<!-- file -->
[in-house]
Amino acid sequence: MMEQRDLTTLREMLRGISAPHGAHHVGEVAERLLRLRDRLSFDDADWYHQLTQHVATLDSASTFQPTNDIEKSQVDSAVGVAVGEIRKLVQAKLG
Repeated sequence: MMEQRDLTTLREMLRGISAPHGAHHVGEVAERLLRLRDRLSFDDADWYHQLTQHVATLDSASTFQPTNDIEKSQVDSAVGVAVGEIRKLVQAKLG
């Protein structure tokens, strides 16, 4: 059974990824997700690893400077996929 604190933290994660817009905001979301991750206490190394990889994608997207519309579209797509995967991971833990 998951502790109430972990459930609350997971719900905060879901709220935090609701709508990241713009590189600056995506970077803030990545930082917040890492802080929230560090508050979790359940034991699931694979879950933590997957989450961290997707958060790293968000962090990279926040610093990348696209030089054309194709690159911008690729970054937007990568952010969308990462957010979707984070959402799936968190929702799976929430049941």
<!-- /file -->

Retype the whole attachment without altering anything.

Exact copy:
[in-house]
Amino acid sequence: MMEQRDLTTLREMLRGISAPHGAHHVGEVAERLLRLRDRLSFDDADWYHQLTQHVATLDSASTFQPTNDIEKSQVDSAVGVAVGEIRKLVQAKLG
Repeated sequence: MMEQRDLTTLREMLRGISAPHGAHHVGEVAERLLRLRDRLSFDDADWYHQLTQHVATLDSASTFQPTNDIEKSQVDSAVGVAVGEIRKLVQAKLG
């Protein structure tokens, strides 16, 4: 059974990824997700690893400077996929 604190933290994660817009905001979301991750206490190394990889994608997207519309579209797509995967991971833990 998951502790109430972990459930609350997971719900905060879901709220935090609701709508990241713009590189600056995506970077803030990545930082917040890492802080929230560090508050979790359940034991699931694979879950933590997957989450961290997707958060790293968000962090990279926040610093990348696209030089054309194709690159911008690729970054937007990568952010969308990462957010979707984070959402799936968190929702799976929430049941």